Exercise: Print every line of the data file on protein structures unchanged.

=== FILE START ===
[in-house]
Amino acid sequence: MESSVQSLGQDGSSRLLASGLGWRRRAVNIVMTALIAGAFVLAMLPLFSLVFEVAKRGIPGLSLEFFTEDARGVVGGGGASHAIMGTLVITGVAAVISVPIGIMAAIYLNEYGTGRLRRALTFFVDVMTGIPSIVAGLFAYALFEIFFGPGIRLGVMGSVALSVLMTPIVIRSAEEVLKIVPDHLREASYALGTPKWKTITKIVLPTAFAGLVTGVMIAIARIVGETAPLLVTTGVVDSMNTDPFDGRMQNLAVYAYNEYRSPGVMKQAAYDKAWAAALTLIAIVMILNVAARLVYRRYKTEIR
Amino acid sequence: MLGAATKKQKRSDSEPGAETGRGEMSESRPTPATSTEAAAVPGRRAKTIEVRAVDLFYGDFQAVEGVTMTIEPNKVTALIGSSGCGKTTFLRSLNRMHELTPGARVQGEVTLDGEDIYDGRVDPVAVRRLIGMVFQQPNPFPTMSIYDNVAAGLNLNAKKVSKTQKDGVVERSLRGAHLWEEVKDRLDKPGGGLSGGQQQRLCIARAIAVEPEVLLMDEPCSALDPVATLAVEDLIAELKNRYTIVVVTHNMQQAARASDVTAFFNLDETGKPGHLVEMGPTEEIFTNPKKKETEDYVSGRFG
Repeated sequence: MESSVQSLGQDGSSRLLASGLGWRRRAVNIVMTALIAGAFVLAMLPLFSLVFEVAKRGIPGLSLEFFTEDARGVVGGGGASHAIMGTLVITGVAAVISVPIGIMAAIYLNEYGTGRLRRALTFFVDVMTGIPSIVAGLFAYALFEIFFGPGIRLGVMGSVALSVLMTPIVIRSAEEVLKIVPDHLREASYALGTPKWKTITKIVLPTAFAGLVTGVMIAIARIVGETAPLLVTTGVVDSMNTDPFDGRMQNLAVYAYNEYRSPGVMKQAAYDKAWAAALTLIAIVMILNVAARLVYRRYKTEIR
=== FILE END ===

[in-house]
Amino acid sequence: MESSVQSLGQDGSSRLLASGLGWRRRAVNIVMTALIAGAFVLAMLPLFSLVFEVAKRGIPGLSLEFFTEDARGVVGGGGASHAIMGTLVITGVAAVISVPIGIMAAIYLNEYGTGRLRRALTFFVDVMTGIPSIVAGLFAYALFEIFFGPGIRLGVMGSVALSVLMTPIVIRSAEEVLKIVPDHLREASYALGTPKWKTITKIVLPTAFAGLVTGVMIAIARIVGETAPLLVTTGVVDSMNTDPFDGRMQNLAVYAYNEYRSPGVMKQAAYDKAWAAALTLIAIVMILNVAARLVYRRYKTEIR
Amino acid sequence: MLGAATKKQKRSDSEPGAETGRGEMSESRPTPATSTEAAAVPGRRAKTIEVRAVDLFYGDFQAVEGVTMTIEPNKVTALIGSSGCGKTTFLRSLNRMHELTPGARVQGEVTLDGEDIYDGRVDPVAVRRLIGMVFQQPNPFPTMSIYDNVAAGLNLNAKKVSKTQKDGVVERSLRGAHLWEEVKDRLDKPGGGLSGGQQQRLCIARAIAVEPEVLLMDEPCSALDPVATLAVEDLIAELKNRYTIVVVTHNMQQAARASDVTAFFNLDETGKPGHLVEMGPTEEIFTNPKKKETEDYVSGRFG
Repeated sequence: MESSVQSLGQDGSSRLLASGLGWRRRAVNIVMTALIAGAFVLAMLPLFSLVFEVAKRGIPGLSLEFFTEDARGVVGGGGASHAIMGTLVITGVAAVISVPIGIMAAIYLNEYGTGRLRRALTFFVDVMTGIPSIVAGLFAYALFEIFFGPGIRLGVMGSVALSVLMTPIVIRSAEEVLKIVPDHLREASYALGTPKWKTITKIVLPTAFAGLVTGVMIAIARIVGETAPLLVTTGVVDSMNTDPFDGRMQNLAVYAYNEYRSPGVMKQAAYDKAWAAALTLIAIVMILNVAARLVYRRYKTEIR